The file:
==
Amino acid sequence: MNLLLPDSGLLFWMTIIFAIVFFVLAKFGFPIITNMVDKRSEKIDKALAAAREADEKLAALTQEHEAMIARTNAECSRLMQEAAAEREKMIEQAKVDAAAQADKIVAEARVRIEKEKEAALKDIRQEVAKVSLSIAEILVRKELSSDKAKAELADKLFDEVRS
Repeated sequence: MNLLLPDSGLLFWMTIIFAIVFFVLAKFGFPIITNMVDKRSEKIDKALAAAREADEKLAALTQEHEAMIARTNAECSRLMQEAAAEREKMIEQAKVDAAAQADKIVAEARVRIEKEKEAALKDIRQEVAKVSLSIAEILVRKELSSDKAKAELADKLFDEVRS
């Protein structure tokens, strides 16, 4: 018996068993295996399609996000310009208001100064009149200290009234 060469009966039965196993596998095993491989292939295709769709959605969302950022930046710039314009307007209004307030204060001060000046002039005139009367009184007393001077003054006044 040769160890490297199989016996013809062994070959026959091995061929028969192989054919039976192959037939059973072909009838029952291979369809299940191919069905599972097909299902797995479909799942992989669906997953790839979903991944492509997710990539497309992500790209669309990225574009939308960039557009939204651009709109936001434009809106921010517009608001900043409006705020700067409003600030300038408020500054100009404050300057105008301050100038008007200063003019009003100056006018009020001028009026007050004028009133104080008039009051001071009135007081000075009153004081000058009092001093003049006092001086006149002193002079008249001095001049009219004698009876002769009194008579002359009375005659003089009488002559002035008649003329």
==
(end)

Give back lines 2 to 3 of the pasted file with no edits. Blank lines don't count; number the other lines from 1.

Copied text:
Repeated sequence: MNLLLPDSGLLFWMTIIFAIVFFVLAKFGFPIITNMVDKRSEKIDKALAAAREADEKLAALTQEHEAMIARTNAECSRLMQEAAAEREKMIEQAKVDAAAQADKIVAEARVRIEKEKEAALKDIRQEVAKVSLSIAEILVRKELSSDKAKAELADKLFDEVRS
């Protein structure tokens, strides 16, 4: 018996068993295996399609996000310009208001100064009149200290009234 060469009966039965196993596998095993491989292939295709769709959605969302950022930046710039314009307007209004307030204060001060000046002039005139009367009184007393001077003054006044 040769160890490297199989016996013809062994070959026959091995061929028969192989054919039976192959037939059973072909009838029952291979369809299940191919069905599972097909299902797995479909799942992989669906997953790839979903991944492509997710990539497309992500790209669309990225574009939308960039557009939204651009709109936001434009809106921010517009608001900043409006705020700067409003600030300038408020500054100009404050300057105008301050100038008007200063003019009003100056006018009020001028009026007050004028009133104080008039009051001071009135007081000075009153004081000058009092001093003049006092001086006149002193002079008249001095001049009219004698009876002769009194008579002359009375005659003089009488002559002035008649003329």